How is the new system to be operated? We know that it is to be operated by the Minister. He is to give his own idea of the right specification, and is to decide what is the cost for that specification, or series of specifications, in a given area. The Minister in his own speech this afternoon said that valuation is a professional job. What sort of professional is going to do this job of valuation? I agree that the only possible sort of professional who could do it is the politician, the Minister himself, because actually it is not a valuation job at all. Yet he says in his speech that valuation is a professional job. Those were the actual words that he used.

On the general matter of central valuation in order to get greater uniformity, I do not think there will be much difference of opinion. Obviously, there are great inequalities in different areas today, and we should all welcome a more uniform system of valuation, if we could get it. Whether doing it through officers of the Inland Revenue is the best way I "hae mae doots." I do not feel very strongly about it, but I do feel there is a great deal of muddled thinking and confusion between the questions of deciding what are the values of properties, and determining what the occupiers of those properties should pay by way of rates. It seems to me that in valuation we must have an absolutely uniform basis for every type of property, even if we then decide, as I think we must, as a matter of policy, that, having got an even and agreed valuation, the contribution that we require from different types of ratepayer is different. We may compare it with Income Tax. Where would we be if we decided that the different types of people earning money had got to have their incomes assessed in a different way? Here again this applies to the differentiation between one type of property and another, as to whether it was built 10 years ago by a local authority, or by someone else.

May I say one thing in parenthesis about—to use a common phrase—houses built by local authorities? Will the Minister agree that, with one or two exceptions, local authorities have not in the past built directly for themselves? They have employed contractors. Therefore, when we talk of local authority built houses we merely mean, in 99 per cent. of the cases, houses which have been built by firms of building contractors, to the order of a local authority. But the same firm of building contractors may have built other houses, practically on the next site, to the order either of itself or some other private enterprise. Therefore, when we talk about local authority houses do let us realise that what we mean is, except in very few cases, that the houses have been built for but not by the local authorities. It follows that the differentiation which the Minister seeks to make is very hard to justify.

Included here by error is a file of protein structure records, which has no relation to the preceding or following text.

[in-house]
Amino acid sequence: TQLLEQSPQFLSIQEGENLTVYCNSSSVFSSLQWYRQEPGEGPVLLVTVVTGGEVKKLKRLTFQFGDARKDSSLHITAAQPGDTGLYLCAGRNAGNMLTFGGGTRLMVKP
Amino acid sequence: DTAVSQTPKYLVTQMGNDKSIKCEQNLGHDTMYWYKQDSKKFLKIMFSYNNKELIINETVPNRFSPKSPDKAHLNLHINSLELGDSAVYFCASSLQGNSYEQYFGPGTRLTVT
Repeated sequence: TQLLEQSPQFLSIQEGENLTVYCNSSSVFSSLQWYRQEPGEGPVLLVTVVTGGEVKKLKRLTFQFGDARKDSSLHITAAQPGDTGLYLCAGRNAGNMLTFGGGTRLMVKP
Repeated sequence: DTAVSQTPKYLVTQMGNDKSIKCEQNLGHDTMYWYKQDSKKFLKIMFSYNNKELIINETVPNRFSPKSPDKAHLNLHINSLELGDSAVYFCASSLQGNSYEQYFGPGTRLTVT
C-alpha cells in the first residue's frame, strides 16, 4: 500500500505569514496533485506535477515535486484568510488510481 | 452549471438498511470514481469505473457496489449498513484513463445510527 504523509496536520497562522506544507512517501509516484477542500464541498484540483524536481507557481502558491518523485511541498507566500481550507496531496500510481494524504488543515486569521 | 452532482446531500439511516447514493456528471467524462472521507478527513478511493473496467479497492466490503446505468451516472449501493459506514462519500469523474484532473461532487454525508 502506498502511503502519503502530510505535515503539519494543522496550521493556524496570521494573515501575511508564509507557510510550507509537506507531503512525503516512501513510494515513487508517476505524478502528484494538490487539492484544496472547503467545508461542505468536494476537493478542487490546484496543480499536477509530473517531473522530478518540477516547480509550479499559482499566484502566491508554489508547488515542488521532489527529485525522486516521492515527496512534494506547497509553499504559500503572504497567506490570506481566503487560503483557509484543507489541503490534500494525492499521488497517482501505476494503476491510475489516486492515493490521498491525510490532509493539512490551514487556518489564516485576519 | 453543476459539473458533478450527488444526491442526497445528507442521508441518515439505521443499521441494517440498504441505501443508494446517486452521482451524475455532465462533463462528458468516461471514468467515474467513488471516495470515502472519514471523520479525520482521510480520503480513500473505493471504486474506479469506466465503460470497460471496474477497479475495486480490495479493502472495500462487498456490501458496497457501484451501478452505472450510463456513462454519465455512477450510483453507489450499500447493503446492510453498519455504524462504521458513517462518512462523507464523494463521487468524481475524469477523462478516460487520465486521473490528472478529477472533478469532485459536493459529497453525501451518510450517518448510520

I will examine this differentiation in comparison with Income Tax. It seems to me that the Minister is suggesting that we should assess these properties, and then draw rates for them on this sort of basis: We should say that civil servants and local government servants are not to be assessed for Income Tax on their earnings of the past 12 months but on the earnings they would have received if they were still paid at the rates of 10 years ago. We should then take another class, say members of trade unions, though it does not matter what they are, and should say that they are not to pay Income Tax on their actual income for the year but on the income they would have had if they had still been receiving the rates of payment they were receiving five years ago. Then we should ask the whole of the rest of the community to pay tax on the actual income they are receiving. I claim that is not an unfair comparison with the method the Minister suggests we should adopt for raising local rates in the future; and I claim that it is absolutely unjust.

Mr. Scollan (Renfrew, Western)

Will the hon. Gentleman explain how the system in Scotland has been a success for very many years? There the assessor in each rating area is responsible for fixing the value and the rates. If the owner is dissatisfied, he can appeal to the Appeal Court.

Mr. Howard

I cannot follow the hon. Gentleman into the difficulties of Scottish law. I know, and he knows, that Scottish rating practice is in some respects rather different from the English, and my knowledge and experience only cover English practice.

Sir W. Darling

It requires a separate Bill.

Mr. Howard

The hon. Member for West Renfrew would not. suggest that it has been the practice in Scotland to value properties on a costing figure which was 10 years old.

Mr. Scollan

The assessor comes along and values the property at what he says is the current value. It may appreciate or depreciate.

Mr. Howard